Race Talk In Cleveland
About 350 people attended the luncheon at the Renaissance Hotel. In table-side conversation and in the keynote address they heard about the discomfort and difficulty that comes with honest conversation about race. There may be "layers of elephants in the room," including unstated assumptions about others, said Margaret Mitchell, the YWCA's CEO.
MITCHELL: "And when we can suspend the baggage that we bring into the conversation enough to get to know each other, then we can begin to chip away. And you have to practice not taking your baggage in."
Workers may be reluctant to be in this conversation - sometimes out of fear what might happen if they get too honest - but Mitchell said that shouldn't stop the willing from getting the ball rolling. The YWCA has trained about 60 facilitators to assist in these conversations, if requested. "They are the seasoning in the sauce," Mitchell said.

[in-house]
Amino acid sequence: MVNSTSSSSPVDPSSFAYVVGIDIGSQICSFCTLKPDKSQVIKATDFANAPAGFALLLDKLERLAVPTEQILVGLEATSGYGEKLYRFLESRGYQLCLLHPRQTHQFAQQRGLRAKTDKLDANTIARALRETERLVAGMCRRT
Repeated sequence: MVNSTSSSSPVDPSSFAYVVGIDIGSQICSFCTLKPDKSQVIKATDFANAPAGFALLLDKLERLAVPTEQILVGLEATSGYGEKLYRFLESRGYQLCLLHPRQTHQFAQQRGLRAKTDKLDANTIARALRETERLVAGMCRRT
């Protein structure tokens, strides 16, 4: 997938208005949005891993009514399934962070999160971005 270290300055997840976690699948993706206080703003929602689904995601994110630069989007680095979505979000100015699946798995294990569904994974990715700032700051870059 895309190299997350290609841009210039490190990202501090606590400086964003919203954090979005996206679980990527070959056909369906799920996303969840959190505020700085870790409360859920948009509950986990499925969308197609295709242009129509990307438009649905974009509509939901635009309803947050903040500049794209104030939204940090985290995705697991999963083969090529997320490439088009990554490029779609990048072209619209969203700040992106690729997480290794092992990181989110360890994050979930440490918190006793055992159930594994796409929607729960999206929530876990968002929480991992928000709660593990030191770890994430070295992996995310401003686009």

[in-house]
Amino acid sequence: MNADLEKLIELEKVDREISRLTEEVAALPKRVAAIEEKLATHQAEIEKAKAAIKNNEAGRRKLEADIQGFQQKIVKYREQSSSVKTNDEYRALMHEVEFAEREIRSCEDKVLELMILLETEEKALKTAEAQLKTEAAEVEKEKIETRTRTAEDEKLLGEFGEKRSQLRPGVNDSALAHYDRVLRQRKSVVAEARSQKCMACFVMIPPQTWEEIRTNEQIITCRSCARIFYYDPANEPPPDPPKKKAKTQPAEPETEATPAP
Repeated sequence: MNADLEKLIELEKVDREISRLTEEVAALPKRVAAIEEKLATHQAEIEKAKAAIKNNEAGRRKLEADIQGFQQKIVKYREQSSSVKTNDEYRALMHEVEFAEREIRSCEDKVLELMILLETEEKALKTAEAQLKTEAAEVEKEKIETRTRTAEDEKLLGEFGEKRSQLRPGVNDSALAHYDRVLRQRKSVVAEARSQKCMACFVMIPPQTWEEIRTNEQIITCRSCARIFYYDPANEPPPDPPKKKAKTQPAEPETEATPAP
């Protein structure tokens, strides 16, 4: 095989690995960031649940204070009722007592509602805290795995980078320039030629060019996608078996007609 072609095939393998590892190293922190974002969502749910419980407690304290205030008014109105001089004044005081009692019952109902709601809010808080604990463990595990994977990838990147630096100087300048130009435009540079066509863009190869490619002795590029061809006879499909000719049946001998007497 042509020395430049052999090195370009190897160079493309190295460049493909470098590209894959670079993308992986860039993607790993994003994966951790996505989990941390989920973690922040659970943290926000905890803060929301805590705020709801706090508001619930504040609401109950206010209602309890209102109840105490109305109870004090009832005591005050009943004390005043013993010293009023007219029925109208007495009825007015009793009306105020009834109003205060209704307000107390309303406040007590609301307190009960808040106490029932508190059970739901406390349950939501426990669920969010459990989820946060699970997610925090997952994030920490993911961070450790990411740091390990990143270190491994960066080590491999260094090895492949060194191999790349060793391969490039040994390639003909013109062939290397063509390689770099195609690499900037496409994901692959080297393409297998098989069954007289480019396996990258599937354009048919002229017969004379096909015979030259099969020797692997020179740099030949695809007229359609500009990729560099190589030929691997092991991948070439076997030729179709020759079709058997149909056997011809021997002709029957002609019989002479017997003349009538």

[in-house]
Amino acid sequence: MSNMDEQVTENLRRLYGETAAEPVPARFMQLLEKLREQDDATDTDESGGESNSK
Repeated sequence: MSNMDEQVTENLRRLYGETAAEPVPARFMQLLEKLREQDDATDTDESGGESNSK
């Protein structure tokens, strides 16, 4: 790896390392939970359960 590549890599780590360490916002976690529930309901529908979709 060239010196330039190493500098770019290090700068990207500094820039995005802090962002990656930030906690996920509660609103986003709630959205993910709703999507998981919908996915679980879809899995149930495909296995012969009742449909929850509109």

The CEO of MetroHealth, Dr. Akram Boutros, said there should be no finger-pointing in these workplace conversations about race.
BOUTROS: "So we can't have an honest conversation if we begin blaming one another, and if we're going to assign blame, everyone, irrespective of who you are, you're culpable."
Boutros, the keynote speaker at the forum, told his own story as a member of a religious minority in Egypt, the country of his birth. After the family moved to America, Boutros said he was a bullied teen who was on the verge of joining a gang to gain acceptance. Then a near-death experience and a message from a dying man turned him in a totally different direction. "He gave me an opportunity," Boutros told the rapt audience. Talking about race is important, Boutros said, but actually doing something to give someone different an opportunity is the bigger challenge.